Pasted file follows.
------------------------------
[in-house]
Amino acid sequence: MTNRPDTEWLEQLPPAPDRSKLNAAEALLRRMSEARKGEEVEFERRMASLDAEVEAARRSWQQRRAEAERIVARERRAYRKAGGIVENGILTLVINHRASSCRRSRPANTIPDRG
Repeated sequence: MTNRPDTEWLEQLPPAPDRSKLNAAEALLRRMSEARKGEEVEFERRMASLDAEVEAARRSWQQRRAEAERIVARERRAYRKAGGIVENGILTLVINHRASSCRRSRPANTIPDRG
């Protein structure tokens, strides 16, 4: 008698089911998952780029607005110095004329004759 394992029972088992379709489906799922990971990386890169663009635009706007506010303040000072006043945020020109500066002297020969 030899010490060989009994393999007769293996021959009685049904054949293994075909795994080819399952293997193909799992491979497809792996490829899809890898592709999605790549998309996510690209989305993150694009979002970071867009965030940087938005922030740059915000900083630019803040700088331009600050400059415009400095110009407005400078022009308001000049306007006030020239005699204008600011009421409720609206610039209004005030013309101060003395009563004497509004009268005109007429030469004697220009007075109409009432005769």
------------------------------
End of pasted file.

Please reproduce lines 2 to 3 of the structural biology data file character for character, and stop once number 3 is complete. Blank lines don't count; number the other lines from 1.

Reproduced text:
Amino acid sequence: MTNRPDTEWLEQLPPAPDRSKLNAAEALLRRMSEARKGEEVEFERRMASLDAEVEAARRSWQQRRAEAERIVARERRAYRKAGGIVENGILTLVINHRASSCRRSRPANTIPDRG
Repeated sequence: MTNRPDTEWLEQLPPAPDRSKLNAAEALLRRMSEARKGEEVEFERRMASLDAEVEAARRSWQQRRAEAERIVARERRAYRKAGGIVENGILTLVINHRASSCRRSRPANTIPDRG